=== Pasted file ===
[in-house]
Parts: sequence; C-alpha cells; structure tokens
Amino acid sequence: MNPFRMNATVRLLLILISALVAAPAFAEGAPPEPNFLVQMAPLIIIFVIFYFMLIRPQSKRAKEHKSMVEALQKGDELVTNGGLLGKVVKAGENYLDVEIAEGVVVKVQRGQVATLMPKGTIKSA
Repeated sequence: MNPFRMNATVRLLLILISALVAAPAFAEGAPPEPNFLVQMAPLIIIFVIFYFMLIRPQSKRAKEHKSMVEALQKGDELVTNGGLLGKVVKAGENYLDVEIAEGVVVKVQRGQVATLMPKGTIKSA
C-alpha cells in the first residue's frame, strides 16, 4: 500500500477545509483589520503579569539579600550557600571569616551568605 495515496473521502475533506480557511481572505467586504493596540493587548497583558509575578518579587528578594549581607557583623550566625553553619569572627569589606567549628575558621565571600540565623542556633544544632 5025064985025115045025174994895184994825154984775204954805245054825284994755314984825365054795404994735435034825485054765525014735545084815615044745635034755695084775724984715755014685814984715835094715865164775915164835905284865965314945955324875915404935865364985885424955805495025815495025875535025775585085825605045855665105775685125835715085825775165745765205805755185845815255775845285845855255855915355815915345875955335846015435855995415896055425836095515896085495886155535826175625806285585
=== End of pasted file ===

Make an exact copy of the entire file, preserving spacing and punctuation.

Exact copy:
[in-house]
Parts: sequence; C-alpha cells; structure tokens
Amino acid sequence: MNPFRMNATVRLLLILISALVAAPAFAEGAPPEPNFLVQMAPLIIIFVIFYFMLIRPQSKRAKEHKSMVEALQKGDELVTNGGLLGKVVKAGENYLDVEIAEGVVVKVQRGQVATLMPKGTIKSA
Repeated sequence: MNPFRMNATVRLLLILISALVAAPAFAEGAPPEPNFLVQMAPLIIIFVIFYFMLIRPQSKRAKEHKSMVEALQKGDELVTNGGLLGKVVKAGENYLDVEIAEGVVVKVQRGQVATLMPKGTIKSA
C-alpha cells in the first residue's frame, strides 16, 4: 500500500477545509483589520503579569539579600550557600571569616551568605 495515496473521502475533506480557511481572505467586504493596540493587548497583558509575578518579587528578594549581607557583623550566625553553619569572627569589606567549628575558621565571600540565623542556633544544632 5025064985025115045025174994895184994825154984775204954805245054825284994755314984825365054795404994735435034825485054765525014735545084815615044745635034755695084775724984715755014685814984715835094715865164775915164835905284865965314945955324875915404935865364985885424955805495025815495025875535025775585085825605045855665105775685125835715085825775165745765205805755185845815255775845285845855255855915355815915345875955335846015435855995415896055425836095515896085495886155535826175625806285585